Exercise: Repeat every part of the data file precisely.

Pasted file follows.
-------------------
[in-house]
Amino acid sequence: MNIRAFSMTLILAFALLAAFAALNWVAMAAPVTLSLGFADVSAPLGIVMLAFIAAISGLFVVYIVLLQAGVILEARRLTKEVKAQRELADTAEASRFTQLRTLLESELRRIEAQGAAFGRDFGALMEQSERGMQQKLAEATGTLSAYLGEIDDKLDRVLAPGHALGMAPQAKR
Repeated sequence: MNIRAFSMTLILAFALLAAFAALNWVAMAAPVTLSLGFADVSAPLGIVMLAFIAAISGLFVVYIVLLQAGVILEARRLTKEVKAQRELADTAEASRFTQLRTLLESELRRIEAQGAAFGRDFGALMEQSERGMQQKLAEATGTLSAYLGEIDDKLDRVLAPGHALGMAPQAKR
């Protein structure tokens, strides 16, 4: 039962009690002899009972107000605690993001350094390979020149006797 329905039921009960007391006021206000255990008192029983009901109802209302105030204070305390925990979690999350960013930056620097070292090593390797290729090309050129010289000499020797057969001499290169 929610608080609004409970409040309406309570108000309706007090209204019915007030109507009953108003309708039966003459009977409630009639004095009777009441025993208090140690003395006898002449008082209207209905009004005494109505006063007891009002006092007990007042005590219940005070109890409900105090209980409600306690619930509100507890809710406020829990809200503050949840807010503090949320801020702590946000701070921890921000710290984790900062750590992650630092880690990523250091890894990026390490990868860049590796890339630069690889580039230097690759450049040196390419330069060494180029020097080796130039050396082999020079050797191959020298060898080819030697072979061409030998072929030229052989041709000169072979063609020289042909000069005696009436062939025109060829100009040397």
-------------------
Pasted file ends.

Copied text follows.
[in-house]
Amino acid sequence: MNIRAFSMTLILAFALLAAFAALNWVAMAAPVTLSLGFADVSAPLGIVMLAFIAAISGLFVVYIVLLQAGVILEARRLTKEVKAQRELADTAEASRFTQLRTLLESELRRIEAQGAAFGRDFGALMEQSERGMQQKLAEATGTLSAYLGEIDDKLDRVLAPGHALGMAPQAKR
Repeated sequence: MNIRAFSMTLILAFALLAAFAALNWVAMAAPVTLSLGFADVSAPLGIVMLAFIAAISGLFVVYIVLLQAGVILEARRLTKEVKAQRELADTAEASRFTQLRTLLESELRRIEAQGAAFGRDFGALMEQSERGMQQKLAEATGTLSAYLGEIDDKLDRVLAPGHALGMAPQAKR
């Protein structure tokens, strides 16, 4: 039962009690002899009972107000605690993001350094390979020149006797 329905039921009960007391006021206000255990008192029983009901109802209302105030204070305390925990979690999350960013930056620097070292090593390797290729090309050129010289000499020797057969001499290169 929610608080609004409970409040309406309570108000309706007090209204019915007030109507009953108003309708039966003459009977409630009639004095009777009441025993208090140690003395006898002449008082209207209905009004005494109505006063007891009002006092007990007042005590219940005070109890409900105090209980409600306690619930509100507890809710406020829990809200503050949840807010503090949320801020702590946000701070921890921000710290984790900062750590992650630092880690990523250091890894990026390490990868860049590796890339630069690889580039230097690759450049040196390419330069060494180029020097080796130039050396082999020079050797191959020298060898080819030697072979061409030998072929030229052989041709000169072979063609020289042909000069005696009436062939025109060829100009040397």